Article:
*Last edited 08/15/2013.
Below is the 08/15/2013 initial screen of Put stock options to sell sorted by Margin Return. All the options below expire 09/20/2013 and have strike prices 20% or slightly less than the Last Price. The next step after this initial screen is live trading. In the live trading settings there are user settings where the list can be further limited by earnings date, return on margin and Spread Ratio.
Early demo of incomplete Options program showing initial scan and then scan results connected to live data.
Example of Selling Options: CMG’s last price is 250.32. The program has found a put option expiring 20 days from today with a strike price less than 20% of 250.32 which is a strike price is 200. The bid price is .30. The Program has calculated the required margin per option for me (based on IB’s margin calculations) which I see is 2030. The 20 day return I get if the stock price does not drop 20% in 20 days and I don’t’ get stopped out is 1.48%. So in that case I would keep 30 U.S. dollars per option and reinvest that 30 U.S. dollars per option as soon as the option expires. (Kindle books from amazon.com are available that cover selling options, just search “selling options”)
Overview: The program’s intended purpose is to automate the process of selling “out of the money” stock options given a user’s target strike price. In the case of selling stock options the target out of the money strike price would be a user determined % below the stocks current price. A stock screener is in place to obtain an initial list of stocks that have options. The initial screen for stocks can be narrowed by typical parameters such as PE ratio and price range. Next additional data for each symbol is retrieved including: option data for each stock obtained during the initial stock screen, earnings dates, dividend yield, open interest for target strike price. In addition the margin required for each possible trade is calculated and the return on margin. the return on margin will determine the return you will achieve if the option expires out of the money (and any stop order is not hit). All of this data can be used to narrow the list of options to be traded.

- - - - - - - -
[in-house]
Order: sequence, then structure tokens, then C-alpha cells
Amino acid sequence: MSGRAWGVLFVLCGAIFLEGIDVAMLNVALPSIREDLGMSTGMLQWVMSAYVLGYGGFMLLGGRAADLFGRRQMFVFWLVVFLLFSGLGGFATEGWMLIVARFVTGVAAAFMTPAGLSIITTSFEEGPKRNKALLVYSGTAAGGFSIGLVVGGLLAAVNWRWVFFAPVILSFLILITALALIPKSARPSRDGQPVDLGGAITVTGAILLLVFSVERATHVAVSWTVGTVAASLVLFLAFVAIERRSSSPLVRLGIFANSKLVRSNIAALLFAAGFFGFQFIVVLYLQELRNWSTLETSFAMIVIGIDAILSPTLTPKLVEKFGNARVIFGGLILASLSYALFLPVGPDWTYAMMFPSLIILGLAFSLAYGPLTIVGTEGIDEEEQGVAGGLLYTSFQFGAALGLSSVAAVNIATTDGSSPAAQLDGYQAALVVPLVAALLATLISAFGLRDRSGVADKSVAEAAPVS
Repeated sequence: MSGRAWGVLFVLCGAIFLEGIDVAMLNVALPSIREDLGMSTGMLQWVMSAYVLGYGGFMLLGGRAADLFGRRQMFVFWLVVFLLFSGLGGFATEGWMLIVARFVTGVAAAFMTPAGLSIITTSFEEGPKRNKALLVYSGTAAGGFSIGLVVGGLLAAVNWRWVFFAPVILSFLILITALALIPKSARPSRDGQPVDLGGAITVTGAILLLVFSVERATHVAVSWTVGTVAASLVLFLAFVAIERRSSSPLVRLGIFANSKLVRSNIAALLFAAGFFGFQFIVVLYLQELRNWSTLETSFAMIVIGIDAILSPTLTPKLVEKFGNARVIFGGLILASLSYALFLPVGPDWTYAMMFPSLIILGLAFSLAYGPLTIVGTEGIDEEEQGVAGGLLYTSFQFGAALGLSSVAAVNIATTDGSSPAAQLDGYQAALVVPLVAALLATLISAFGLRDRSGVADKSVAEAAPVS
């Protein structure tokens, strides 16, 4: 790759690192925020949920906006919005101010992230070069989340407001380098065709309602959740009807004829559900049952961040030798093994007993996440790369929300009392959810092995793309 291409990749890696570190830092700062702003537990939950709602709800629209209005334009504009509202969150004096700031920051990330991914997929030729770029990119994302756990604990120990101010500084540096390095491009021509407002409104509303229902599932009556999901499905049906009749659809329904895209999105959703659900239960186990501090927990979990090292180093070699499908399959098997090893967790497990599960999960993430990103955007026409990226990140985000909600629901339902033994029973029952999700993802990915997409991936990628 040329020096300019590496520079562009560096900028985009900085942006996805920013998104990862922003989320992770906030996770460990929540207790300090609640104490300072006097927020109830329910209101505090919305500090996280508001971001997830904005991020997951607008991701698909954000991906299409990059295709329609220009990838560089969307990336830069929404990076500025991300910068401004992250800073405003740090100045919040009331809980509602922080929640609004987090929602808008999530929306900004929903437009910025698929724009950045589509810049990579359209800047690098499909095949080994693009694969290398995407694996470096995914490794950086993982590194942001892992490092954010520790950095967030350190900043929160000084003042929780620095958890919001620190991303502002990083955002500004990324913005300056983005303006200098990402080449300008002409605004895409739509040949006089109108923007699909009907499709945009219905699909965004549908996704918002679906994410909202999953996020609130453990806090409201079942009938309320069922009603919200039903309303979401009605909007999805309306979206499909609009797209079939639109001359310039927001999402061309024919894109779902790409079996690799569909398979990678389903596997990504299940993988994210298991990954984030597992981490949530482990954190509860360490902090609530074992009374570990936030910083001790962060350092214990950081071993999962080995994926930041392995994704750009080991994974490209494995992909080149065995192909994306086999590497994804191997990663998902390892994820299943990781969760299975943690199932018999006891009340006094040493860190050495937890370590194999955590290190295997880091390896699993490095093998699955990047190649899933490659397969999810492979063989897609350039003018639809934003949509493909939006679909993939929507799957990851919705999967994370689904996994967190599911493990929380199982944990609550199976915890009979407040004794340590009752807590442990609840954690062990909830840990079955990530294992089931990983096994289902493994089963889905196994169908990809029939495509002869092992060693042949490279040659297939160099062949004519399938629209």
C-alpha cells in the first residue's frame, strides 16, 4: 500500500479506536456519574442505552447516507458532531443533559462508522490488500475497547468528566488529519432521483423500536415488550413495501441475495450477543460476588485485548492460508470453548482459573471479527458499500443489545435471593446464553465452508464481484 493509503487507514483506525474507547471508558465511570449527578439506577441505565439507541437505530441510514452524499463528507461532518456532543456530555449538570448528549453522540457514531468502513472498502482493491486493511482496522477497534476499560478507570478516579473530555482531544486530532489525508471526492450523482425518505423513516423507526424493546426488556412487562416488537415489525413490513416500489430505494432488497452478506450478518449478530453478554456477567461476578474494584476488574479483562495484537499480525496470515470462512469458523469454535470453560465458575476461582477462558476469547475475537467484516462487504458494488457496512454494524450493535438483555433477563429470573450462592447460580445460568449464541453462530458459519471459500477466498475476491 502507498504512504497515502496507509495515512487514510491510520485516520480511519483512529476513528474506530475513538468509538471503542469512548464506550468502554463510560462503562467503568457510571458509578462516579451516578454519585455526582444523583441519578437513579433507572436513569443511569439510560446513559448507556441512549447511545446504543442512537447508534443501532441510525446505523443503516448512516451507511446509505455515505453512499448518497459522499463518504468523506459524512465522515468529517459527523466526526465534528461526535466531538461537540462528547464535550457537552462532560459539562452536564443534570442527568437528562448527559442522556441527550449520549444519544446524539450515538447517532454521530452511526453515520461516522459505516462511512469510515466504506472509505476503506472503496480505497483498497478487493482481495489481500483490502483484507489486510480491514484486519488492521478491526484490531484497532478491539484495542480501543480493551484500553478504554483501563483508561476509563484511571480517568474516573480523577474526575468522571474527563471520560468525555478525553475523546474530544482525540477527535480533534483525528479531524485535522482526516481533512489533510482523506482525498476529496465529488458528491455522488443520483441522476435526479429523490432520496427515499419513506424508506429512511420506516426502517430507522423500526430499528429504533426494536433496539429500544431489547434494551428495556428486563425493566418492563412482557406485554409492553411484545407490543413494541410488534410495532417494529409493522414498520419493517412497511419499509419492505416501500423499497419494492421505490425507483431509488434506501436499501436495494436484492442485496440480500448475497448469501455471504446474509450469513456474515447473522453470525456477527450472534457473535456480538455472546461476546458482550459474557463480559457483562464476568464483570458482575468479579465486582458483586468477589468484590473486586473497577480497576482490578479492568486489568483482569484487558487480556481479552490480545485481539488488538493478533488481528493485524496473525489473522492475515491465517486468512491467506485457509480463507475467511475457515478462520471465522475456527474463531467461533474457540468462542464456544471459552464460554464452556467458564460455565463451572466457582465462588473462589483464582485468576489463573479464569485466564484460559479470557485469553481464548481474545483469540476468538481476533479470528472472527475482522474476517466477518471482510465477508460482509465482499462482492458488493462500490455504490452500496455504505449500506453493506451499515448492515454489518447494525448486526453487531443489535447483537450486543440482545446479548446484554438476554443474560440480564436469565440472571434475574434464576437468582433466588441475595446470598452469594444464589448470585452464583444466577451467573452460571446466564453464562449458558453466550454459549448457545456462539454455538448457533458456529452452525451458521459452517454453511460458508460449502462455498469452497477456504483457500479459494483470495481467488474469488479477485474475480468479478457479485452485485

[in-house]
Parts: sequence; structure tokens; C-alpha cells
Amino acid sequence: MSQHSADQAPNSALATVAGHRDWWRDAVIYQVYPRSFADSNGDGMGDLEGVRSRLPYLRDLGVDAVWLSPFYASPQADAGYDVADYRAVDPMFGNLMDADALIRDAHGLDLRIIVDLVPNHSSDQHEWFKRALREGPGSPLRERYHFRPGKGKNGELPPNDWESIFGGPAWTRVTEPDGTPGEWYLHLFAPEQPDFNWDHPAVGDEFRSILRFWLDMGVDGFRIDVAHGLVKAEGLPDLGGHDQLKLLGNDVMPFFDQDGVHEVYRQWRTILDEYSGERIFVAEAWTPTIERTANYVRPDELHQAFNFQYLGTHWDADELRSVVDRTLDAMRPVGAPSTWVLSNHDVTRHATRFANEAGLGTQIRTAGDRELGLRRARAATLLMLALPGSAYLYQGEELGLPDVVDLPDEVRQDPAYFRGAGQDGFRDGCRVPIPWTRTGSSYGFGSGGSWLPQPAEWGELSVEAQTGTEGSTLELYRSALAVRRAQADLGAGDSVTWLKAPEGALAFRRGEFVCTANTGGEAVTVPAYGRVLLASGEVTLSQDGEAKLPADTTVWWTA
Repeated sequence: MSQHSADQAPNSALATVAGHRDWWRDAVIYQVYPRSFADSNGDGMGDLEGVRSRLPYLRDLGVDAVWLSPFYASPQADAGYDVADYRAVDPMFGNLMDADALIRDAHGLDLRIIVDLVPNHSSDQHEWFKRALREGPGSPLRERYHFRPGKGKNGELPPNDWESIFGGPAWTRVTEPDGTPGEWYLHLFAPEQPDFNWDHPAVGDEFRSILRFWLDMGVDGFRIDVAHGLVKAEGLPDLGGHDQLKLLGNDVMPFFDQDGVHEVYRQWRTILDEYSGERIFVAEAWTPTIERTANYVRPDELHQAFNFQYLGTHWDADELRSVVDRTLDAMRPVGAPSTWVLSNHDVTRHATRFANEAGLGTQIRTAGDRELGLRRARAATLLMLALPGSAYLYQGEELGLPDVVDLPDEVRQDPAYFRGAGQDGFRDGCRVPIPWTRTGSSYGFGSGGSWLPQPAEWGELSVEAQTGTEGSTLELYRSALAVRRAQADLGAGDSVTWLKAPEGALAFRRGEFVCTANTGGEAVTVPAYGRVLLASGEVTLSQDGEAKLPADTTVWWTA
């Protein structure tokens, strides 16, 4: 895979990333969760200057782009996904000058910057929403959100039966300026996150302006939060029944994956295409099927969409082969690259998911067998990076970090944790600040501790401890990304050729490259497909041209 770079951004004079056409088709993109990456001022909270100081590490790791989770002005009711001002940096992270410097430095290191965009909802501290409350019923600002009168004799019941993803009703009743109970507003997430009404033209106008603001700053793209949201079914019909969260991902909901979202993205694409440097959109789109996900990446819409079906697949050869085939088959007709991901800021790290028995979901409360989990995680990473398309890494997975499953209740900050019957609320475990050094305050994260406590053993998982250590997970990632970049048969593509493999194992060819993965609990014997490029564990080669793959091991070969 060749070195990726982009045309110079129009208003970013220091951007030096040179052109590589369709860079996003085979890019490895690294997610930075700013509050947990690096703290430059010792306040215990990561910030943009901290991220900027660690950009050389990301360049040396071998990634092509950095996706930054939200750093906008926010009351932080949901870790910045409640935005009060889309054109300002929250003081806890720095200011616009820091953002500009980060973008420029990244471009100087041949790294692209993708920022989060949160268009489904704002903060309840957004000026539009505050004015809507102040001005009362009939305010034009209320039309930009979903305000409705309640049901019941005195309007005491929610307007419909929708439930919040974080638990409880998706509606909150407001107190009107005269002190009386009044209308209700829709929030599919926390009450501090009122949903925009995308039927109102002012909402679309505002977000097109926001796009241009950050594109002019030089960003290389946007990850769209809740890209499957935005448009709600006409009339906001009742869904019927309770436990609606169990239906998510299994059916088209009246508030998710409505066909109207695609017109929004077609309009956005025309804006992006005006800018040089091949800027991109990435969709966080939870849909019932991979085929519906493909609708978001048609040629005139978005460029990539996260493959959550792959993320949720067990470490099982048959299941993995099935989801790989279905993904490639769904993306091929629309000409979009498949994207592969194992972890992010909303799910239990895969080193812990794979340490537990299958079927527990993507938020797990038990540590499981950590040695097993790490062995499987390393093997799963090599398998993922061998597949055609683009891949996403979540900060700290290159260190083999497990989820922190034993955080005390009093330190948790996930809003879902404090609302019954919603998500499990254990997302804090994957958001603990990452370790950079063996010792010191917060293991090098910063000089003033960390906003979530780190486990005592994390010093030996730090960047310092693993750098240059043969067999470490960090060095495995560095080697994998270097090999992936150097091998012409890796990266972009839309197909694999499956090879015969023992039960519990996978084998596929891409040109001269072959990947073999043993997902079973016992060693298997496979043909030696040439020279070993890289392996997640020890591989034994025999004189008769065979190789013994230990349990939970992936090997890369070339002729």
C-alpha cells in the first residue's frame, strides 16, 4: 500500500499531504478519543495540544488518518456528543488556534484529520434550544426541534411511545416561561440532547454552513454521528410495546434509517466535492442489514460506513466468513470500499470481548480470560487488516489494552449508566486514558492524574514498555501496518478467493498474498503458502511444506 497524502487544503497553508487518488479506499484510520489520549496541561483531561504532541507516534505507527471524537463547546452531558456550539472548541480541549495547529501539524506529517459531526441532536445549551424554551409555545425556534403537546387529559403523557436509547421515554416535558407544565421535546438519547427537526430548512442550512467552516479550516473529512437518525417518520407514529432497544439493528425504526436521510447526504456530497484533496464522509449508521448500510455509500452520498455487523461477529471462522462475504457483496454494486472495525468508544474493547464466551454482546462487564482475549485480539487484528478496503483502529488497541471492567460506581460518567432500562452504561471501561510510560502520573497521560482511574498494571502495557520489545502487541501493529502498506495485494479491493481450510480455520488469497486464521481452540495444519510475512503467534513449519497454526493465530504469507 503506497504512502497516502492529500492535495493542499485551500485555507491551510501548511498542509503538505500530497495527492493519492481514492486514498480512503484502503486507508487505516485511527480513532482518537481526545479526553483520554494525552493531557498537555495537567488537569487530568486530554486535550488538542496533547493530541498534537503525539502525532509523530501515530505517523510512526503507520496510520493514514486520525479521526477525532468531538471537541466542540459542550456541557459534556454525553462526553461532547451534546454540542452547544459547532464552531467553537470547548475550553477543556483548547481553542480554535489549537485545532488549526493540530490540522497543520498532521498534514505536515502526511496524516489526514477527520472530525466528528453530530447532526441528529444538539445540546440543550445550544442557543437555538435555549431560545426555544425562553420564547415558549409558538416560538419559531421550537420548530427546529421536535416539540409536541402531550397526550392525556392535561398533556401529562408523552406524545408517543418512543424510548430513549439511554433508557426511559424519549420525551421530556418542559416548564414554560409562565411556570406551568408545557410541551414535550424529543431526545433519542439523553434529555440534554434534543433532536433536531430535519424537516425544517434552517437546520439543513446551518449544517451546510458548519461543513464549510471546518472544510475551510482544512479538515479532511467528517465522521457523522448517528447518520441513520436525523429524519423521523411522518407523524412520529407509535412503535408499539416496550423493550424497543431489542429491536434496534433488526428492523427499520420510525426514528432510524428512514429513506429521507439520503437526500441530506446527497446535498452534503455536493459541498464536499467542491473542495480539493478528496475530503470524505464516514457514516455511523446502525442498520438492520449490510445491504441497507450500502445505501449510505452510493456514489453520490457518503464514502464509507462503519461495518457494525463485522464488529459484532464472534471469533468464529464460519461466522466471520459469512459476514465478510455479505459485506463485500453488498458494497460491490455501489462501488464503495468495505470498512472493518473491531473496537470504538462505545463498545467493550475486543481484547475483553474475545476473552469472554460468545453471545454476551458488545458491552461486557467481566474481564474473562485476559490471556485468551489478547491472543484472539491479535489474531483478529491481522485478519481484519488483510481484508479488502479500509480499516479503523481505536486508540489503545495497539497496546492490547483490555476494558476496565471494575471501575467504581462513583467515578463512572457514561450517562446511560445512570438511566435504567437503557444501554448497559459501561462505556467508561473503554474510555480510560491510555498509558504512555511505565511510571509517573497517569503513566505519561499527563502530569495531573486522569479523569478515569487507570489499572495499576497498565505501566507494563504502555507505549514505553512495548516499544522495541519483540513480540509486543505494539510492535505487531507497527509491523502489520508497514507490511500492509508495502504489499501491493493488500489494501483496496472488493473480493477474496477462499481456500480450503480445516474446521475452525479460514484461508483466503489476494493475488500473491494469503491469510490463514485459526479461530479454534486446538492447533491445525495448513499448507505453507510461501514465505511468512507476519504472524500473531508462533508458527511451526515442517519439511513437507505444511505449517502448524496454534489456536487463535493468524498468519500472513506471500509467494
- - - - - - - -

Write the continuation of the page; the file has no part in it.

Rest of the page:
Once this initial data is retrieved, the next step is to connect the narrowed list with Interactive Brokers via the API. Live data is retrieved. The user can change a large number of settings to ensure that only orders that match their exact criteria are sent. Required margin and return on margin are then updated on each price change.
User can set the minimum and maximum returns for an order to be sent. For example if the return on margin is too high, it might indicate too much risk so perhaps the user would like to avoid certain options beyond some threshold. Settings are in place to control what percent of an account’s net liquidation value can be used by the program to sell options. The program will obtain both net liquidation and available cash and send orders until either available cash is depleted (a cash cushion is also configurable by the user to avoid margin calls) or the maximum % or net liquidation is hit, whichever occurs first.
If the user chooses, stop orders can be sent along with each entry order. The orders are attached to the entry order and only active if the entry order is filled. The user can choose the stop order as a % of live option price.
The maximum number of trades per day can be set. The main purpose is to avoid pattern day trader status which can occur in the unusual case that multiple stop orders are hit the same day a position is opened. This setting is configurable by the user.
Once orders are open, the positions can be monitored within the program. On a chart the user will see each position, the current account value and the value at expiration displayed.
When the program is complete a Buy Now/Paypal payment link will be here and the initial version will be available.